(3) What advice would I give to my “younger” self as well as people who are starting out in this sport

After graduation from University this year, due to having more free time, I started to read up more on how to run “smarter” as well as understand about the science of running. Here are some tips that I have found and wished I had found out about earlier.

(a) Mix up your runs

Rather than running the same pace and same distance for each run, as I had been doing for years, it’s good to mix up the types of runs you do if you want to get faster. Incorporate interval runs, tempo runs, hill training, easy runs and long runs into your weekly mileage. However, for the conciseness of this post, I will not elaborate on what they are. You could do a quick search on the internet to find out what each type of runs entails.

In short, each run that you log should have its’ own purpose and it is important to realise that you don’t need to run every run at your target pace. Otherwise, it would lead to overtraining and injuries.

(b) Record your runs

It’s a good habit to record every run that you do. Think of it as a running diary where you record down the miles ran, timing and your thoughts. This helps you to track your running progress.

Recently I’ve started using Strava app as my “running diary” where I will sync my runs on my Garmin watch to the app and add short descriptions about how I felt about the run etc. It has many visualisation features for me to understand my running pace, heart rate and distance ran etc. Additonally, I like it that Strava is a running social app where I can follow other runners and see the miles that they have logged. Personally, I find it to be a good motivator and the app allows me to access my “fitness” compared to others and look at the types of trainings that other runners are doing.

Google image of Strava App

(c) Do strength training

I used to think that to get faster in running, all I had to do was to keep running. However, in almost all the resources that I have looked at, one common suggestion was to incorporate strength training to complement my running sessions. Strength training serves as more effective and direct means to target the muscles needed for running. Surprisingly, running more does not necesarily help to build the muscles that are needed to run fast.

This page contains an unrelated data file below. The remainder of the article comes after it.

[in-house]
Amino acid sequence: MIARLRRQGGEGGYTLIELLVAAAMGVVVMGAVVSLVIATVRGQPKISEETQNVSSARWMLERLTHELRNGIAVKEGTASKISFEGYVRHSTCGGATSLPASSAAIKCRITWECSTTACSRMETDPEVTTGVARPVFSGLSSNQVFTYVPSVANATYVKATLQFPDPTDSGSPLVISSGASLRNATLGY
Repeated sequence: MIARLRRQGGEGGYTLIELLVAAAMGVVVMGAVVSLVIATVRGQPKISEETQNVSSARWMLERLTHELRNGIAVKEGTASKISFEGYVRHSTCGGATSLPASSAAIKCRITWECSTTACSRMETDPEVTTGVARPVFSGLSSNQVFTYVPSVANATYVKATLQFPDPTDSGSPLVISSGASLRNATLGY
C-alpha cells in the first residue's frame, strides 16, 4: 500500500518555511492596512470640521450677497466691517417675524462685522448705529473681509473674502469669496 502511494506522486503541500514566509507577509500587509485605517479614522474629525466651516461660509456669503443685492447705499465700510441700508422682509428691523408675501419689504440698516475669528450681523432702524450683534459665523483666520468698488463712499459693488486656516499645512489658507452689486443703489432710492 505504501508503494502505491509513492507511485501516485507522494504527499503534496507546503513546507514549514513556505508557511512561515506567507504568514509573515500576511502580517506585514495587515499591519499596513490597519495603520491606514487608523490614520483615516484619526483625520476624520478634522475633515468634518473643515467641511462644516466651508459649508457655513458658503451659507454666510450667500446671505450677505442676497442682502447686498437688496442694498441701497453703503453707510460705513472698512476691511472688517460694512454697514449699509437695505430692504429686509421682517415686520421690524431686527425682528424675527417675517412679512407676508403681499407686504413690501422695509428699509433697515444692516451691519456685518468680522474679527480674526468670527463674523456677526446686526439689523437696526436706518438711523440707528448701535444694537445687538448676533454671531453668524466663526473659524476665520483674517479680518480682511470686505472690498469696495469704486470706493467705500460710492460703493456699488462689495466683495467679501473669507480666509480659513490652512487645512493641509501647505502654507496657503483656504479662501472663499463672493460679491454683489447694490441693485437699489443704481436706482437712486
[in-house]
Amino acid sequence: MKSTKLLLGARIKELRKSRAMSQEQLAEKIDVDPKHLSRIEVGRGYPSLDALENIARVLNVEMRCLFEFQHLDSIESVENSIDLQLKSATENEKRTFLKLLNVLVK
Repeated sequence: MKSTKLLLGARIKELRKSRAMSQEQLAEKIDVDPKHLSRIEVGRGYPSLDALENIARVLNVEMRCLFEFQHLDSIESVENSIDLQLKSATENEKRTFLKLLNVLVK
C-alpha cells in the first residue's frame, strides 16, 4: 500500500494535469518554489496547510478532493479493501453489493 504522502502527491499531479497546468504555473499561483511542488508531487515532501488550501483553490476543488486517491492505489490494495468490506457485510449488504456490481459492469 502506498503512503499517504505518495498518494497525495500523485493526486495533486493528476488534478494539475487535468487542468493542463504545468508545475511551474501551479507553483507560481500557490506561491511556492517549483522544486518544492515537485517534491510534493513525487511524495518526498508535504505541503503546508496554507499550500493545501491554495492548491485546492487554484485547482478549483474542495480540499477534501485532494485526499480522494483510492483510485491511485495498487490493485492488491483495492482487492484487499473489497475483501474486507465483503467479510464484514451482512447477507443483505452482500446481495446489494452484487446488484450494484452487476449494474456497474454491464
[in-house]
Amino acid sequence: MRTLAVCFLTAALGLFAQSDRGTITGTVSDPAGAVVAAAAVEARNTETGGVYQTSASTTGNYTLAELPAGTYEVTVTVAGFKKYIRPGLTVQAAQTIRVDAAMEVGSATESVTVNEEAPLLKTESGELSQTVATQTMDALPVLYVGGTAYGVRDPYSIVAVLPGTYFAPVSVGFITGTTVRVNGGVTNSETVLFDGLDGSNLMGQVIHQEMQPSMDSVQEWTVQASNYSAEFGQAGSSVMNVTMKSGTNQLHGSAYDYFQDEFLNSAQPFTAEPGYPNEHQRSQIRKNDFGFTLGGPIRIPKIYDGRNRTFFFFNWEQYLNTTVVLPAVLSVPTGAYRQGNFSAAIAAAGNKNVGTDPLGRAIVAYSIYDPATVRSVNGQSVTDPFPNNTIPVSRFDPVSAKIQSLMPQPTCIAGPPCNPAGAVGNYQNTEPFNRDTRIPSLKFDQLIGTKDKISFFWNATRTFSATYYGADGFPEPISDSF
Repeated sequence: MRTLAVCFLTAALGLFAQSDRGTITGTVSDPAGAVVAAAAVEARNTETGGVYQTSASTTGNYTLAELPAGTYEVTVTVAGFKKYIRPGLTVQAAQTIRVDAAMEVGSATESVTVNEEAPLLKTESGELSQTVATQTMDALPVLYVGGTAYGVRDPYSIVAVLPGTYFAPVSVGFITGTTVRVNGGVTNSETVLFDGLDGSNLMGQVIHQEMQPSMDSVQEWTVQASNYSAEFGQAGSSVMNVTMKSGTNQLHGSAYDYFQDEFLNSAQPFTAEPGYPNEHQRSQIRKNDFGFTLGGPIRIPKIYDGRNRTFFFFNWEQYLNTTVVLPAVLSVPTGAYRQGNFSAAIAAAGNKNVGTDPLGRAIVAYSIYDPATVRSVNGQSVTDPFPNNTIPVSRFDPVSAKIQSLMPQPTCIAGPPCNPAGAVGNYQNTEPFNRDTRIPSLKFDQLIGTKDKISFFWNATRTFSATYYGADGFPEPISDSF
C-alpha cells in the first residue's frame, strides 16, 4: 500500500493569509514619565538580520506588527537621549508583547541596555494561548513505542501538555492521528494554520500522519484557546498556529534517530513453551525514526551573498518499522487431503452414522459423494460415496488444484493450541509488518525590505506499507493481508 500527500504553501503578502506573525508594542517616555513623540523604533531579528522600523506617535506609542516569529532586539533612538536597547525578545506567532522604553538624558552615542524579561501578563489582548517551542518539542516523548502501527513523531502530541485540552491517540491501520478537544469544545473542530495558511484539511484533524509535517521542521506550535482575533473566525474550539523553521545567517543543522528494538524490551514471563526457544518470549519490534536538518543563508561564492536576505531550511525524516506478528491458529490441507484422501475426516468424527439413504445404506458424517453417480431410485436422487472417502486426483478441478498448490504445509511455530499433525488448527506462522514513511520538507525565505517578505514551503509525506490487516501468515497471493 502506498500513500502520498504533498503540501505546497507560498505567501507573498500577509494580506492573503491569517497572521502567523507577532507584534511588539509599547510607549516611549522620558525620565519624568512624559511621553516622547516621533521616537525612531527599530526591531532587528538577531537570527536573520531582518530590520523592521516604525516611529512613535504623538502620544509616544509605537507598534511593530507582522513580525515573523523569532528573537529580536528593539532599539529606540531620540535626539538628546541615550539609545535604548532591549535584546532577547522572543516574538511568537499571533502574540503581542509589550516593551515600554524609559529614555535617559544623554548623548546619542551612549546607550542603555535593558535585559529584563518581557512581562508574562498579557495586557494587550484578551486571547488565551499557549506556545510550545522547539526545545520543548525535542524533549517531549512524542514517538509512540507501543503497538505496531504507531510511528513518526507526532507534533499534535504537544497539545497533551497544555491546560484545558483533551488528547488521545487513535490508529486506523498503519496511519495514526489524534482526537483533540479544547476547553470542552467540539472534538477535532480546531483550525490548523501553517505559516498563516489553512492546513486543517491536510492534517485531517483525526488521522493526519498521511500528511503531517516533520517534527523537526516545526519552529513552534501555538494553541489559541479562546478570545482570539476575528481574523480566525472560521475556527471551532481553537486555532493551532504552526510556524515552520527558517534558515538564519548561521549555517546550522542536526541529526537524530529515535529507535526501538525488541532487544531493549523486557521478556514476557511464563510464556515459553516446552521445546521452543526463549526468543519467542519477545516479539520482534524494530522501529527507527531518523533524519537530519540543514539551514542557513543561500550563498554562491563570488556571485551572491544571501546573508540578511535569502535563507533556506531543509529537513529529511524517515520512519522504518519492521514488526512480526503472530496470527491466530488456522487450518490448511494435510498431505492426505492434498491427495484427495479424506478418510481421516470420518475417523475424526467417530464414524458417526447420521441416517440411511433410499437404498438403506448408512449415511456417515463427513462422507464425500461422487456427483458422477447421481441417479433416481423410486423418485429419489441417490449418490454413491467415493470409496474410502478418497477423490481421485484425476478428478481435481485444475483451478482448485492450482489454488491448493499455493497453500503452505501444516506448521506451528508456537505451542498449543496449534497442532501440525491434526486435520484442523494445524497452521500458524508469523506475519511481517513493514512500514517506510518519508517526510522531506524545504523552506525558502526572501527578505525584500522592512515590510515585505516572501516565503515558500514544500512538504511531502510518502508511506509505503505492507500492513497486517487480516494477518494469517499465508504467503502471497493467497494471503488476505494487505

I particularly like the following workout video from The Running Channel.

This is one of my favourite youtube channel

(d) Find your running inspiration

I find that in whatever I do, it’s always very helpful for me to have role models whom I can look up to. The same applies to running.

In my recent quest to understand more about the world of running, I’ve come across many female runners whom I greatly admire. They include Sarah Sellers, Shalane Flanagan, the author of the book “Your Pace Or Mine? What Running Taught Me About Life, Laughter and Coming Last” and many more…. To share a little, currently, my Top 3 running role models are:

YiOu Wang

To be frank, one of the big reasons why I follow her is because of her ethnicity — her being a Chinese American runner. I have always noticed that the field of running is dominated by East Africans and even Caucasians and personally, I have not heard of many elite Chinese runners. This has led me to get the impression that perhaps Chinese were not as “genetically gifted” in the sports of running. Therefore, the first time I came across YiOu, I was intrigued. I thought that since we are both of the same ethnicity, if she can do well in running, then so can I. To me, she is one representation of the Chinese race in the world of elite running and it is inspirational to me.